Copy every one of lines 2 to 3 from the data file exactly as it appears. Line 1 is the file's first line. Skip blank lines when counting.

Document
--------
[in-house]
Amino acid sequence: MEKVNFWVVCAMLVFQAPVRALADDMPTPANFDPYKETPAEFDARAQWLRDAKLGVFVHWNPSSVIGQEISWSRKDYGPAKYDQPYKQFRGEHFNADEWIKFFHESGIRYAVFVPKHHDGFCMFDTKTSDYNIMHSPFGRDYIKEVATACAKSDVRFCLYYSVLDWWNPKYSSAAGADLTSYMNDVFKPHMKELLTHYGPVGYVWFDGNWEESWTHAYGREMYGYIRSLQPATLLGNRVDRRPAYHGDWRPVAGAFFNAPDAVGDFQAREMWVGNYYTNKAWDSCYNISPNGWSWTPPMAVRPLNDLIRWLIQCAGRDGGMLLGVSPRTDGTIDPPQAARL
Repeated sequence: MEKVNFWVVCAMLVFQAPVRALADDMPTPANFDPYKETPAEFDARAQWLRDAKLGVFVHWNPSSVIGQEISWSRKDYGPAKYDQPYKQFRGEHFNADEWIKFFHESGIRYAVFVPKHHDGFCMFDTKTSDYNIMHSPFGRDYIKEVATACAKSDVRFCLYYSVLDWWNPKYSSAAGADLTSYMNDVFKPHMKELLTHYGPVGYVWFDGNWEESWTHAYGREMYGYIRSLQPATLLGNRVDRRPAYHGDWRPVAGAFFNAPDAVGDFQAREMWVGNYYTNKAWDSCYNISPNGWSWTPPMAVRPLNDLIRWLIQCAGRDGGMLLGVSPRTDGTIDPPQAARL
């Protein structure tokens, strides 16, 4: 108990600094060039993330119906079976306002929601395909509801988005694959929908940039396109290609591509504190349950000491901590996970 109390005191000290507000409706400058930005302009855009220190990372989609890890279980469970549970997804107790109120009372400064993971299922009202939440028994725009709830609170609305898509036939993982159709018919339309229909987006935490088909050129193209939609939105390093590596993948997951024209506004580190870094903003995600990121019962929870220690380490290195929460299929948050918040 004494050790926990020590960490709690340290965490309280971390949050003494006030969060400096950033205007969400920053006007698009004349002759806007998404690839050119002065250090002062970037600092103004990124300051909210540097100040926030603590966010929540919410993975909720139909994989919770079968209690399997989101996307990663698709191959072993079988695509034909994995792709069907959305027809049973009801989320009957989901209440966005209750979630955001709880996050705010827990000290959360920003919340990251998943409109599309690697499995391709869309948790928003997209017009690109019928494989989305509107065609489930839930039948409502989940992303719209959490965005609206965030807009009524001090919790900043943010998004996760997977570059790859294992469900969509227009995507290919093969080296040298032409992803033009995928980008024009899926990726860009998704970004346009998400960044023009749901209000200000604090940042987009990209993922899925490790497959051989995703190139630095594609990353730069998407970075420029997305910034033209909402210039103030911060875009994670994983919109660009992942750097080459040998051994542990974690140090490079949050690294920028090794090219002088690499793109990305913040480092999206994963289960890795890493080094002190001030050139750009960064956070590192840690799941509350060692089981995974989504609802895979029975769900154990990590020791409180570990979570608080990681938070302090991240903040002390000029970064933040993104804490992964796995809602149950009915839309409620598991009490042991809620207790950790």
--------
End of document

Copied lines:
Amino acid sequence: MEKVNFWVVCAMLVFQAPVRALADDMPTPANFDPYKETPAEFDARAQWLRDAKLGVFVHWNPSSVIGQEISWSRKDYGPAKYDQPYKQFRGEHFNADEWIKFFHESGIRYAVFVPKHHDGFCMFDTKTSDYNIMHSPFGRDYIKEVATACAKSDVRFCLYYSVLDWWNPKYSSAAGADLTSYMNDVFKPHMKELLTHYGPVGYVWFDGNWEESWTHAYGREMYGYIRSLQPATLLGNRVDRRPAYHGDWRPVAGAFFNAPDAVGDFQAREMWVGNYYTNKAWDSCYNISPNGWSWTPPMAVRPLNDLIRWLIQCAGRDGGMLLGVSPRTDGTIDPPQAARL
Repeated sequence: MEKVNFWVVCAMLVFQAPVRALADDMPTPANFDPYKETPAEFDARAQWLRDAKLGVFVHWNPSSVIGQEISWSRKDYGPAKYDQPYKQFRGEHFNADEWIKFFHESGIRYAVFVPKHHDGFCMFDTKTSDYNIMHSPFGRDYIKEVATACAKSDVRFCLYYSVLDWWNPKYSSAAGADLTSYMNDVFKPHMKELLTHYGPVGYVWFDGNWEESWTHAYGREMYGYIRSLQPATLLGNRVDRRPAYHGDWRPVAGAFFNAPDAVGDFQAREMWVGNYYTNKAWDSCYNISPNGWSWTPPMAVRPLNDLIRWLIQCAGRDGGMLLGVSPRTDGTIDPPQAARL